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The Constitutional Challenges of Warrantless Search and Seizure in South African Criminal Procedure: A Comparative Analysis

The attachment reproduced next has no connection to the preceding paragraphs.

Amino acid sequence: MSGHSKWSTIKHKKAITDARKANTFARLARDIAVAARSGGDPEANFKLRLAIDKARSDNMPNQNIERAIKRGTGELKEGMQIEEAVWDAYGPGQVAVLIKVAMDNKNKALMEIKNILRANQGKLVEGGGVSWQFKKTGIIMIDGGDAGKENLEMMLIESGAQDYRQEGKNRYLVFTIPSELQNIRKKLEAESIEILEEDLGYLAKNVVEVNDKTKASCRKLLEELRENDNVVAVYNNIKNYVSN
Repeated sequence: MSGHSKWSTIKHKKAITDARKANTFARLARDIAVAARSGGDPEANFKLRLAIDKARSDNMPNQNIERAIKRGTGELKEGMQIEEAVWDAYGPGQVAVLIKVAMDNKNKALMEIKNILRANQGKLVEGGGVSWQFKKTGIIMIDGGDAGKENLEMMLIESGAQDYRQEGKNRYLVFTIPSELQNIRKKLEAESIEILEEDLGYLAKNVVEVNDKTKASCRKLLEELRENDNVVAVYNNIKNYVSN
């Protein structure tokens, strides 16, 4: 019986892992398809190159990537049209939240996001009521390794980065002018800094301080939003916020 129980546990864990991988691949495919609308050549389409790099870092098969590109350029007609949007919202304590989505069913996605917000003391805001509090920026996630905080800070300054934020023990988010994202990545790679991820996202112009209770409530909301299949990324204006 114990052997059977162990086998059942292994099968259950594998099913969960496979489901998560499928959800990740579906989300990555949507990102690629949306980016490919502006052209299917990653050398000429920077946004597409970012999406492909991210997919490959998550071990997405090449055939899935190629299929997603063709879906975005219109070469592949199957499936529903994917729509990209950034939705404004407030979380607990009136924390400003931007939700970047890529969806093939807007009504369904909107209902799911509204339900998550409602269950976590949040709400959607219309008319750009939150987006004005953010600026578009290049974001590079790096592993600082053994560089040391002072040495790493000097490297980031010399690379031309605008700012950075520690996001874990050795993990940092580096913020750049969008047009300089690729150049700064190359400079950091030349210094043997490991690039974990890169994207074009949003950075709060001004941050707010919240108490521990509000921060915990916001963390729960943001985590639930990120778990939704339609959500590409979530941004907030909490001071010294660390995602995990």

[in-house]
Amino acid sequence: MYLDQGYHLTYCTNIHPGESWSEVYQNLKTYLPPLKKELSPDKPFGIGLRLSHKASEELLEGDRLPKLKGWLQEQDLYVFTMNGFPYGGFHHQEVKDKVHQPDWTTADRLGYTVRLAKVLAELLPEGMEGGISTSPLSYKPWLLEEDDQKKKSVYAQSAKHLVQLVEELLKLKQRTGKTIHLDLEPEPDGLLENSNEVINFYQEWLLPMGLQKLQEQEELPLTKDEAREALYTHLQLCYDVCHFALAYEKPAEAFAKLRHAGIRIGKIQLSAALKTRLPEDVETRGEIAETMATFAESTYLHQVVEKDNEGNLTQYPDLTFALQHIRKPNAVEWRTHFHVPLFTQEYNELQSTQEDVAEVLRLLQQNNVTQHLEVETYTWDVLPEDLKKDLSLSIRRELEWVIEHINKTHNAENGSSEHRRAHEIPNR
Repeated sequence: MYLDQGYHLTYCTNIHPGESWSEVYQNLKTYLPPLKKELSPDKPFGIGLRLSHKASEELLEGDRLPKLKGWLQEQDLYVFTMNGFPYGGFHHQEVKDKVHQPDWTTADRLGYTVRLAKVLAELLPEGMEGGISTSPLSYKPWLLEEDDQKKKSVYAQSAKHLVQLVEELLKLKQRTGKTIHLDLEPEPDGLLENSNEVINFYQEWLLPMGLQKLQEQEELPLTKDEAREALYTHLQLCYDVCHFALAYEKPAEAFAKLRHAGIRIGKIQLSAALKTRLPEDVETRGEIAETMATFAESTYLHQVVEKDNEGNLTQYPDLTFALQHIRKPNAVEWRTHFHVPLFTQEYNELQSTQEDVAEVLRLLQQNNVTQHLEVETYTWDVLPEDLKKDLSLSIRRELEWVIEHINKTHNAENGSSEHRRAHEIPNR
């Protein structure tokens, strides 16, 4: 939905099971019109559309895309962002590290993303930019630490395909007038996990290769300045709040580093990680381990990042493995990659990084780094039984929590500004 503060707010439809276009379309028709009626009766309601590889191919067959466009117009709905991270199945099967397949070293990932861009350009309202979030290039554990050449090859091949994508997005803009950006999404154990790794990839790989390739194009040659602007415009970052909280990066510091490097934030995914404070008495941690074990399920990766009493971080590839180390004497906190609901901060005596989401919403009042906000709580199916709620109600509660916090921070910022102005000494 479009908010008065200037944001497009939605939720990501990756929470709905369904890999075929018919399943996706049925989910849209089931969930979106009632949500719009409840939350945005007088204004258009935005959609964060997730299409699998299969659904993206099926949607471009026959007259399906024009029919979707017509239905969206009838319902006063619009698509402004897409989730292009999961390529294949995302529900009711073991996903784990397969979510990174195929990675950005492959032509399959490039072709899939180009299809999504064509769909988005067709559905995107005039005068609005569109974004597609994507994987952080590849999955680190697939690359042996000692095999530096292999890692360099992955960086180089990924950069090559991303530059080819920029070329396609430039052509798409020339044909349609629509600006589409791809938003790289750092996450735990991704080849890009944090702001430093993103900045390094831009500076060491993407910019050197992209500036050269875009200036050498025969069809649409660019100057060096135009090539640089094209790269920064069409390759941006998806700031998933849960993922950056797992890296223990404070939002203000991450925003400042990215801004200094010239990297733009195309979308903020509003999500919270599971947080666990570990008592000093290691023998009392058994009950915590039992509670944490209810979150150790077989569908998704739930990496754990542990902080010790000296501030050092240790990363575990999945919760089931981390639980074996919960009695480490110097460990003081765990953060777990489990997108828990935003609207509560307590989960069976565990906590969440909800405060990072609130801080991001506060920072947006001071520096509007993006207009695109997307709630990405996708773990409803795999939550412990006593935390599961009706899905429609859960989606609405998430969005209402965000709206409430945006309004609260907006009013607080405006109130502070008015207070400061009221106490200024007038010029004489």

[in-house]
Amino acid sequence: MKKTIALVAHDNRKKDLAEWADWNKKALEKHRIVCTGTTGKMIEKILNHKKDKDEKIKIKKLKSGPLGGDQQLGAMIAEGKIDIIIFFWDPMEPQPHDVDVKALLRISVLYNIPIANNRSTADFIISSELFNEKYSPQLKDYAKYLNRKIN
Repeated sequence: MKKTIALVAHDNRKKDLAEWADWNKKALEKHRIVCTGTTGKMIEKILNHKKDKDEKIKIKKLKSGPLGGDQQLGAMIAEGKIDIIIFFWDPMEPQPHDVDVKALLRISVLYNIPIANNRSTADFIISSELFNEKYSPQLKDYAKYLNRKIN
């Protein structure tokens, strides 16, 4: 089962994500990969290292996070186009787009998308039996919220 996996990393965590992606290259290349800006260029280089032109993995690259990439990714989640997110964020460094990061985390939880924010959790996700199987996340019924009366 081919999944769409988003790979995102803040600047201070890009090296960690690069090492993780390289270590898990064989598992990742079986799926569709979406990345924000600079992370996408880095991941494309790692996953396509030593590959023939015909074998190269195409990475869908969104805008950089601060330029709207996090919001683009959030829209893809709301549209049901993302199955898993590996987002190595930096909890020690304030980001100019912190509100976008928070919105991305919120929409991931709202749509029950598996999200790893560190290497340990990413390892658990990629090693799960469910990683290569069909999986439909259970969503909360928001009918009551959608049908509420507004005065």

VINESH BASDEO∗ I. INTRODUCTION In South Africa suffice to say that the Constitution1 has eliminated the core notions and latter-day practices of its predecessors: parliamentary sovereignty, a dominant executive, indiscernible separation of powers, underdeveloped political accountability, no Bill of Rights and finally a racist base. The Constitution aims to effect a fundamental balance between the interests of society in bringing offenders to justice and the rights and liberties of persons suspected of crime. There was a perceived need for clear and certain rules within which police officials should operate. Although it is preferable that searches should only be conducted on the authority of a search warrant issued by a judicial officer, it is quite conceivable that circumstances may arise where the delay in obtaining such a warrant would defeat the object of the search. Sections 20, 22, 23, 25(3) and 27 of the Criminal Procedure Act 19772 deal with warrantless searches. Section 22 of the Criminal Procedure Act, which provides for search without a warrant, can basically be divided into two parts: a search conducted with the consent of the person concerned, and a search undertaken on the reasonable belief that a warrant will be issued to the http://www.deepdyve.com/assets/images/DeepDyve-Logo-lg.png African Journal of International and Comparative Law Edinburgh University Press

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